In 1993, I did due diligence on an advanced battery venture on behalf of a major hedge fund, visited Detroit, and drove an electric car made by a GM consortium. At the time, there was a mandate in California as well as the Northeast scheduled to come into effect in a few years to have 2% of cars sold be electric. Now the idea of forcing a sales goal seems silly, unless you had some obvious targets. The early vehicles were best suited for city use (no worry about your car running out of juice on the interestate). Public transport, delivery services (think the Post Office, UPS, Fedex) and government fleets were logical buyers, particularly since they also solved the chicken and egg problem of charging station infrastructure (fleets go home at night and can be recharged in relatively few locations). But the states did nothing to help create a market.
GM spent over $1.5 billion manufacturing and marketing the EV1, its electric car, despite its ambivalence (at least when I was investigating, which prior to the 1996-2000 opportunity to lease the car in Arizona and California). GM did costly consumer marketing in those states, despite being able to manufacture only 600 cars a year. California also welched on its promise to lease electric cars and trucks in meaningful numbers and wouldn’t install public chargers.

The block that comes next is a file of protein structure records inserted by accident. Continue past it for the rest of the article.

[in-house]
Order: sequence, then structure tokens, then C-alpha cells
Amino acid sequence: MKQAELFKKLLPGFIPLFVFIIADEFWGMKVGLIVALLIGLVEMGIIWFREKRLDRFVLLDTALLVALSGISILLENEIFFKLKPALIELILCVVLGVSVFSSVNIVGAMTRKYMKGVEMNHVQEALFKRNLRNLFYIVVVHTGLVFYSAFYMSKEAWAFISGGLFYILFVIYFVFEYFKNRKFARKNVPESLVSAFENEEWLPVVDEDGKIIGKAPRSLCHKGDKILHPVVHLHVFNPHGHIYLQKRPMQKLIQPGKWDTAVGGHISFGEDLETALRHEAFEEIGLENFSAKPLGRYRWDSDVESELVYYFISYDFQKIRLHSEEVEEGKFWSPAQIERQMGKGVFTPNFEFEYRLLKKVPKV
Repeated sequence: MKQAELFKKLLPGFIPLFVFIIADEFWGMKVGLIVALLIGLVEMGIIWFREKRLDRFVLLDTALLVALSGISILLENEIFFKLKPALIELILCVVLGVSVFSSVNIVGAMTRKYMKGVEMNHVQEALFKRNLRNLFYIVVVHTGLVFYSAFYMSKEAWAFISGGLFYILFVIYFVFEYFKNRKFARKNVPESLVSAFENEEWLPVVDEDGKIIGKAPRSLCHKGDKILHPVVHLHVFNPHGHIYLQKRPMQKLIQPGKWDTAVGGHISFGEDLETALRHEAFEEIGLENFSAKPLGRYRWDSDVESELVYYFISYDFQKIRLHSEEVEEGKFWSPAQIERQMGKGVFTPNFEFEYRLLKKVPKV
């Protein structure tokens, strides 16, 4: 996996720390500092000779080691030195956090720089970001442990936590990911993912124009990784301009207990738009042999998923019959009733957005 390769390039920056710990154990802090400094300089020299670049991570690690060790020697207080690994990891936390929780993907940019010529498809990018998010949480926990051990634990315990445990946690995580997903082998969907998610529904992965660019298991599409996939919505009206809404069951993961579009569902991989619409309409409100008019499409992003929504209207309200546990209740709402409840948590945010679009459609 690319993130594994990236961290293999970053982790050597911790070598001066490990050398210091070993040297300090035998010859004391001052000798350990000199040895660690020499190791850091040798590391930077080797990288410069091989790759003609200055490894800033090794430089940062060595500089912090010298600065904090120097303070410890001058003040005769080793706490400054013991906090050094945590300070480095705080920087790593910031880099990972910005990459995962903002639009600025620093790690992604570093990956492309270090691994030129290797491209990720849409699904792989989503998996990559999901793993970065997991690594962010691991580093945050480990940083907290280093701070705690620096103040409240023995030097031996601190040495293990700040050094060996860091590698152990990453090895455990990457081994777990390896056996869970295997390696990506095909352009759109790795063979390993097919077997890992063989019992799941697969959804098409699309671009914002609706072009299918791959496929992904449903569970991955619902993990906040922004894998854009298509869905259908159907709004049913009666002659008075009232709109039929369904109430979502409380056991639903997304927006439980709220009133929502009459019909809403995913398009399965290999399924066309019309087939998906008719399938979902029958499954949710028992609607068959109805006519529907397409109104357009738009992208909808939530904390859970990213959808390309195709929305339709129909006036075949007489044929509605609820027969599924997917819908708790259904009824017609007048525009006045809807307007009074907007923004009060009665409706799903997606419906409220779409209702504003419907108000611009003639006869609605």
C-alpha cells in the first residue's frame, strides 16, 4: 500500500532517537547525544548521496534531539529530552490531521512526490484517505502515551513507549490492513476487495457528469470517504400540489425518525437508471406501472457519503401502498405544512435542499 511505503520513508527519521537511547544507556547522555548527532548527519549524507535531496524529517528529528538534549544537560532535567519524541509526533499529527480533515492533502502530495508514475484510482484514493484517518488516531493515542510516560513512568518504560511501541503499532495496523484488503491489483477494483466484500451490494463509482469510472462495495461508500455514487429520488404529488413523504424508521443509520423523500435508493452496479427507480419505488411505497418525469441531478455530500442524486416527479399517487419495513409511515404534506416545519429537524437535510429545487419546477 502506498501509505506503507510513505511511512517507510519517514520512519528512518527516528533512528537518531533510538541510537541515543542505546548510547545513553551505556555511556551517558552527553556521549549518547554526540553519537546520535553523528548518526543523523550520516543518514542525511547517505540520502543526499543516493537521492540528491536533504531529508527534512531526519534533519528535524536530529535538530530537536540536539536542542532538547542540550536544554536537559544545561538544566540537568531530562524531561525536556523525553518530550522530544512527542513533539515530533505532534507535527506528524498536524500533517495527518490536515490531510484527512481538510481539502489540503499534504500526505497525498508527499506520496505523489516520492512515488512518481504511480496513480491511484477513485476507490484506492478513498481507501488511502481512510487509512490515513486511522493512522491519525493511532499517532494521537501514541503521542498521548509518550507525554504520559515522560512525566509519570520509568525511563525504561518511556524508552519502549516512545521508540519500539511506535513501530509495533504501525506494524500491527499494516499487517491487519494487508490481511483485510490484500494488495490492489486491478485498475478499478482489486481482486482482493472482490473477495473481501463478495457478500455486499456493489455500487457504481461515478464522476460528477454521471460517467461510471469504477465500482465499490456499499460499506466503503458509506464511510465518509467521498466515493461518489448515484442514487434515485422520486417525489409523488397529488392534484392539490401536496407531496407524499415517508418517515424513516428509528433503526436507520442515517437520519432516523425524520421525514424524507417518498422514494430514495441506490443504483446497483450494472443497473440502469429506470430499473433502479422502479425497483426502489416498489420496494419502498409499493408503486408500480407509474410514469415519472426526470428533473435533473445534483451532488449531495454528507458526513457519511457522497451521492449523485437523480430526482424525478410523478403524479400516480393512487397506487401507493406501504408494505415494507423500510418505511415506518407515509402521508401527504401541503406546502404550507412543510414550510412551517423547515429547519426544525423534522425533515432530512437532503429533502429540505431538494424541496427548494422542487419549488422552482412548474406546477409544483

Another issue was the batteries were not ready for prime time (I had looked at all the competing technologies adn recommended against investment for that reason and the lack of enthusiasm for the iniative). Batteries don’t do well in the cold. And electric engines don’t throw off heat the way an internal combustion one does, so the early EVs had small gas fired heaters to warm the passenger area.
However, success also depends on commitment to overcome obstacles, and GM had already divested key bits of relevant technology BEFORE the EV1 launch. Which begs the question, how hard were they really trying to make this work (for instance, did they press the California government when it started waffling?).
We have ceded leadership in battery technology to Asia, and reader Keenan pointed out, also the know-how for the related drive trains:
h torque DC servomotors are the sine qua non for electric vehicles.